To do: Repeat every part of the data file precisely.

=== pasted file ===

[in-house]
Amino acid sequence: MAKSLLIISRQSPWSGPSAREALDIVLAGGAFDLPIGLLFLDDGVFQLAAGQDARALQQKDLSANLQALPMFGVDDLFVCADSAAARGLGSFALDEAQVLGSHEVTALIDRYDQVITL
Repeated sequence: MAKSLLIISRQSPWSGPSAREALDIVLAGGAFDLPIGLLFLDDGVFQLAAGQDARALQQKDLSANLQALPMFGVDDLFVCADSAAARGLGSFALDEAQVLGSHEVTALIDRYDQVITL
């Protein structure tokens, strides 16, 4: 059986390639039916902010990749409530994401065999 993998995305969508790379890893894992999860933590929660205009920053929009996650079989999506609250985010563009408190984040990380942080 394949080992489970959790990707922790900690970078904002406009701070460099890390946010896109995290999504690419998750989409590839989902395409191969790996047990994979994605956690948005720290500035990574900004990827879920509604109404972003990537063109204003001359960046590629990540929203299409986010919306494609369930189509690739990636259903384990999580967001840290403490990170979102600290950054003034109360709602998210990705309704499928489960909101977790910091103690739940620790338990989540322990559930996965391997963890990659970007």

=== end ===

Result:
[in-house]
Amino acid sequence: MAKSLLIISRQSPWSGPSAREALDIVLAGGAFDLPIGLLFLDDGVFQLAAGQDARALQQKDLSANLQALPMFGVDDLFVCADSAAARGLGSFALDEAQVLGSHEVTALIDRYDQVITL
Repeated sequence: MAKSLLIISRQSPWSGPSAREALDIVLAGGAFDLPIGLLFLDDGVFQLAAGQDARALQQKDLSANLQALPMFGVDDLFVCADSAAARGLGSFALDEAQVLGSHEVTALIDRYDQVITL
């Protein structure tokens, strides 16, 4: 059986390639039916902010990749409530994401065999 993998995305969508790379890893894992999860933590929660205009920053929009996650079989999506609250985010563009408190984040990380942080 394949080992489970959790990707922790900690970078904002406009701070460099890390946010896109995290999504690419998750989409590839989902395409191969790996047990994979994605956690948005720290500035990574900004990827879920509604109404972003990537063109204003001359960046590629990540929203299409986010919306494609369930189509690739990636259903384990999580967001840290403490990170979102600290950054003034109360709602998210990705309704499928489960909101977790910091103690739940620790338990989540322990559930996965391997963890990659970007």